Ecological Restoration | Allen Broussard Conservancy
 
 
SPONSORS
PARTNERS
ABC BOARD
CONTACT

Fenced & restored wetland
Fenced & restored wetlandOsceola turkeys near restoration
Osceola turkeys near restoration

Bull gator (credit Bill Crotts)
Bull gator (credit Bill Crotts)

Two gators (credit Steve Wagner)
Two gators (credit Steve Wagner)

An island in a 2002-dug pond in Dec., 2008
An island in a 2002-dug pond in Dec., 2008

Herbiciding Cogongrass
Herbiciding Cogongrass

Climbing Fern
Climbing Fern

RESTORATION/MAINTENANCE OF WETLAND ECOSYSTEMS

Before the cattle were fenced out of the wetlands on the Crescent J, most of the native ferns and underbrush were eaten and trampled into the mud. Simply fencing the cattle out made a huge difference in those ecosystems, allowing them to recover.

Hydrology
Florida has been ditched and drained for more than a hundred years, lowering the water table and depleting both shallow and deep aquifers. Most cypress domes, saucer-shaped wetlands forested with pond cypress trees, had ditches cut into them to allow timbering and grazing. On the Crescent J, efforts have been made to reverse the destructive effects of draining by allowing the ditches to degrade or plugging them. As a result, the local water table is rising and the cypresses are regaining health.

Alligator Habitat
Alligators have recovered from near extinction to the point that most bodies of water again have alligators in them. The size of the lake, pond, canal or waterhole determines the size of the resident gator. Large lakes could harbor many alligators, though we will never see the reptiles in the numbers that the first European and American explorers of Florida saw.

The Crescent J has a number of ponds that have been dug to supply fill for roads and building sites. These ponds were purposely dug deep enough to provide habitat for alligators. Some have been stocked with fish and frogs. Canals, ditches and ponds are occasionally cleared of vegetation when plants have become too dense, as alligators need some open water. The dug ponds have islands with a few trees and shrubs to provide safe nesting habitat for wading birds. Alligators in the ponds protect the islands from bobcats, coyotes, dogs and raccoons. Even panthers and bears will avoid swimming in alligatorpopulated water.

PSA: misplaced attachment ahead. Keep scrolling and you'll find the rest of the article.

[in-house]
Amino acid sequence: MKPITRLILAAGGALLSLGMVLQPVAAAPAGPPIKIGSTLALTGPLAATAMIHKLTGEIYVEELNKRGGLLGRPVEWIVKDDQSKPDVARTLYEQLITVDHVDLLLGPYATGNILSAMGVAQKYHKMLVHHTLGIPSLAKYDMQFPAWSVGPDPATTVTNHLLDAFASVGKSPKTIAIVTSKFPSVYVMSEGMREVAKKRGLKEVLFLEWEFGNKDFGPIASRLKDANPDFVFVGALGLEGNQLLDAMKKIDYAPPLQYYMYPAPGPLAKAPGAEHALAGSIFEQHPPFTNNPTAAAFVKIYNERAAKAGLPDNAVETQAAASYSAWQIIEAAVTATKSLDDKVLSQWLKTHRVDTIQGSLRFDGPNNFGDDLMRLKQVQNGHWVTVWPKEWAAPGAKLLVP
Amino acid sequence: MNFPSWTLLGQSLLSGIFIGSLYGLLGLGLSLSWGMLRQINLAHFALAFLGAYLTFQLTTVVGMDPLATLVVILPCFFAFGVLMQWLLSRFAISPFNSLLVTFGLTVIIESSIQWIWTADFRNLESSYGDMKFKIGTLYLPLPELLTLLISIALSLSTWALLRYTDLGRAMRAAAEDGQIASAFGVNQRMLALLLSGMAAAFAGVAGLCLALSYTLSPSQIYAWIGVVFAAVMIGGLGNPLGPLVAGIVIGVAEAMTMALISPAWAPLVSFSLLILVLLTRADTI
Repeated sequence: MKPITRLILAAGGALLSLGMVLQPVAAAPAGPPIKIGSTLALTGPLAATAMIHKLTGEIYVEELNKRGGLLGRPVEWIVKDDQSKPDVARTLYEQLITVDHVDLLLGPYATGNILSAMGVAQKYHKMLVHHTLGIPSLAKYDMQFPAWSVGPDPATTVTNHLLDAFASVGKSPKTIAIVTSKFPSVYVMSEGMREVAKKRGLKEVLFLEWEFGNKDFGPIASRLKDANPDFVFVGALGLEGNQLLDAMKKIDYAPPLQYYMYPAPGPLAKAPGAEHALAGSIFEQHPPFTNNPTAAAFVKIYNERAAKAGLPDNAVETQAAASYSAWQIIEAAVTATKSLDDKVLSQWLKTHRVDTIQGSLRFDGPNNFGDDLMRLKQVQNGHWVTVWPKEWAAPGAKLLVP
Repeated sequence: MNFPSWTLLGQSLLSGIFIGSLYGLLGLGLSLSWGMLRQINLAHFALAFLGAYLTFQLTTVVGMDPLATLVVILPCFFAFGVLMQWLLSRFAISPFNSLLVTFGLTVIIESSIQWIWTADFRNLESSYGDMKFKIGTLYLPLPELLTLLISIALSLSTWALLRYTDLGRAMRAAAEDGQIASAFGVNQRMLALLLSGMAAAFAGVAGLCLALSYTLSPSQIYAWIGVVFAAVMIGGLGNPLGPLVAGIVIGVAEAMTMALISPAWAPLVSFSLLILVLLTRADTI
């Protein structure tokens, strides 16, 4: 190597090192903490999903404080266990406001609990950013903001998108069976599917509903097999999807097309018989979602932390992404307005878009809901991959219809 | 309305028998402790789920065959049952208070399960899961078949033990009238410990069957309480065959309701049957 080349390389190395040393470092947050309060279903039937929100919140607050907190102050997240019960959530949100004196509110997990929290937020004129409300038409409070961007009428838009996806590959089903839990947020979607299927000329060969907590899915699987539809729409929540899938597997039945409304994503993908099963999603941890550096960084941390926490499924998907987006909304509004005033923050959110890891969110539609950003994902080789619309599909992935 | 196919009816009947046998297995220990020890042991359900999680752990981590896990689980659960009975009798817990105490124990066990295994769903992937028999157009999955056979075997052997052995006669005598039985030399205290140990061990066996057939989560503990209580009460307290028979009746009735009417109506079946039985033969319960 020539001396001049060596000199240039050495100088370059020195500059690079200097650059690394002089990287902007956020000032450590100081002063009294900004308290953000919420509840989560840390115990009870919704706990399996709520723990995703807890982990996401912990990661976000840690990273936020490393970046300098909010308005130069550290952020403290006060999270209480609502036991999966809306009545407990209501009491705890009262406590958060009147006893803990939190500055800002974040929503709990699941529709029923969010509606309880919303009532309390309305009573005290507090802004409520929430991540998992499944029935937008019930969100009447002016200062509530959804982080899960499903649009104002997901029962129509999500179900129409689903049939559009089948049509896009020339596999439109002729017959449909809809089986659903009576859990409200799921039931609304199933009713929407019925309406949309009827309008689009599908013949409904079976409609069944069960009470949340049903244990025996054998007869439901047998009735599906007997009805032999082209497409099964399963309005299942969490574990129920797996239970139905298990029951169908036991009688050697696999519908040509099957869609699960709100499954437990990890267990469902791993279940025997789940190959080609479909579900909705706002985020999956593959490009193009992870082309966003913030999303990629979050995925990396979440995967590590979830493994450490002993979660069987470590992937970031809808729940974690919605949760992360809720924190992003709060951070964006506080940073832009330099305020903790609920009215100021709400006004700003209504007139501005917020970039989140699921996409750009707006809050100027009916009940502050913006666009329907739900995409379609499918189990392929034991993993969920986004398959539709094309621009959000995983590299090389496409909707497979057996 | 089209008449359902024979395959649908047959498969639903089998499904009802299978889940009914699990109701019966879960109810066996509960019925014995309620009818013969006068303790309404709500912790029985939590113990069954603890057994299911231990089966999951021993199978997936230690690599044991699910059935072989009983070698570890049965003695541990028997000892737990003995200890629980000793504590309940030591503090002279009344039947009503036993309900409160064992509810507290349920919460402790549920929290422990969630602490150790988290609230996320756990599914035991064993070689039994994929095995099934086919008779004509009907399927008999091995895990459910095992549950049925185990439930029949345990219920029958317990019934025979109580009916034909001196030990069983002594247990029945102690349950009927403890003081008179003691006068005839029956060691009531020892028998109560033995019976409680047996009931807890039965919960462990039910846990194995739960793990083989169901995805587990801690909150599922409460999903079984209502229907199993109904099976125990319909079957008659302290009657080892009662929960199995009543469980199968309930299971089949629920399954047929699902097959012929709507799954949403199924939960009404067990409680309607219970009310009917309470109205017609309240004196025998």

Exotic/Alien Plant Control
Florida has many invasive species, both plant and animal, that out-compete native species, mostly due to the lack of the controlling species which usually did not come with them from their homelands. Plant species are often spread by deer, feral hogs and machinery which has been working where seeds and roots of those species can get into the machinery and travel to new locations.

Some of the most troublesome invasive exotic or alien species on the Crescent J are Tropical Soda-Apple, Cogongrass and both Asian and European (Old World) Climbing Ferns. Brazilian Pepper has not yet become a problem, but every year, it comes closer geographically, especially along highways. Vigilance is essential.

All invasive exotics must be fought whenever and wherever they crop up, as soon as possible, to prevent them from spreading out of control. An occasional Tropical Soda-Apple and Canadian Thistle can just be dug up, but if they become established, large patches must be sprayed with herbicide, as must Cogongrass and the Climbing Ferns. Climbing Ferns can be prevented from taking root in wetlands if water is kept at a depth sufficient to keep the roots flooded. That is enough reason by itself to restore the hydrology in the cypress domes and sloughs.

Trees
About 130 thousand trees of native species have been planted on the Crescent J Ranch since 1990. Live Oak, Southern Magnolia, Southern Red Cedar, Bald and Pond Cypress, Longleaf, Loblolly and Slash Pine make up the majority of those native Florida tree species, but Tupelo, Water Hickory, Pignut Hickory, Water Oak, Swamp Bay, Swamp Chestnut Oak, Sand Live Oak, Chapman’s Oak, Turkey Oak, Hercules Club, Acacia, Mulberry, Cabbage Palms and Sweet Gum have also been planted in their proper locations to restore disturbed habitats.